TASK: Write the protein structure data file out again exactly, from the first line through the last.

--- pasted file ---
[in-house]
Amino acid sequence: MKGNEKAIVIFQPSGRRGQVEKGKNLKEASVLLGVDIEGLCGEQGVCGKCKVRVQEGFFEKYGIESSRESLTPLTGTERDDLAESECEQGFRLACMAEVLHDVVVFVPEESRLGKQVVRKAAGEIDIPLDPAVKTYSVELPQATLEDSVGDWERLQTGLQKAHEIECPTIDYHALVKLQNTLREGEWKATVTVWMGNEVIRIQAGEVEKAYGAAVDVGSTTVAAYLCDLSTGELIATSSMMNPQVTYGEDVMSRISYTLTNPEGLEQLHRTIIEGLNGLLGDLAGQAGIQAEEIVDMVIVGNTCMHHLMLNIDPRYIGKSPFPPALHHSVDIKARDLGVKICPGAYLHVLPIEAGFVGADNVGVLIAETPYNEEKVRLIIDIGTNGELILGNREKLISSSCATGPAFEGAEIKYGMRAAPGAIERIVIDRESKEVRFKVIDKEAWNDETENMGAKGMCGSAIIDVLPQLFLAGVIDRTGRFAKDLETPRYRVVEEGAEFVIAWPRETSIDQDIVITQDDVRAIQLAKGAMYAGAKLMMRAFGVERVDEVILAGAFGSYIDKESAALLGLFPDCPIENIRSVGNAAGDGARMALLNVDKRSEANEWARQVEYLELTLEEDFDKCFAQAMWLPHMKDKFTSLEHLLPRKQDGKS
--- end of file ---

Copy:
[in-house]
Amino acid sequence: MKGNEKAIVIFQPSGRRGQVEKGKNLKEASVLLGVDIEGLCGEQGVCGKCKVRVQEGFFEKYGIESSRESLTPLTGTERDDLAESECEQGFRLACMAEVLHDVVVFVPEESRLGKQVVRKAAGEIDIPLDPAVKTYSVELPQATLEDSVGDWERLQTGLQKAHEIECPTIDYHALVKLQNTLREGEWKATVTVWMGNEVIRIQAGEVEKAYGAAVDVGSTTVAAYLCDLSTGELIATSSMMNPQVTYGEDVMSRISYTLTNPEGLEQLHRTIIEGLNGLLGDLAGQAGIQAEEIVDMVIVGNTCMHHLMLNIDPRYIGKSPFPPALHHSVDIKARDLGVKICPGAYLHVLPIEAGFVGADNVGVLIAETPYNEEKVRLIIDIGTNGELILGNREKLISSSCATGPAFEGAEIKYGMRAAPGAIERIVIDRESKEVRFKVIDKEAWNDETENMGAKGMCGSAIIDVLPQLFLAGVIDRTGRFAKDLETPRYRVVEEGAEFVIAWPRETSIDQDIVITQDDVRAIQLAKGAMYAGAKLMMRAFGVERVDEVILAGAFGSYIDKESAALLGLFPDCPIENIRSVGNAAGDGARMALLNVDKRSEANEWARQVEYLELTLEEDFDKCFAQAMWLPHMKDKFTSLEHLLPRKQDGKS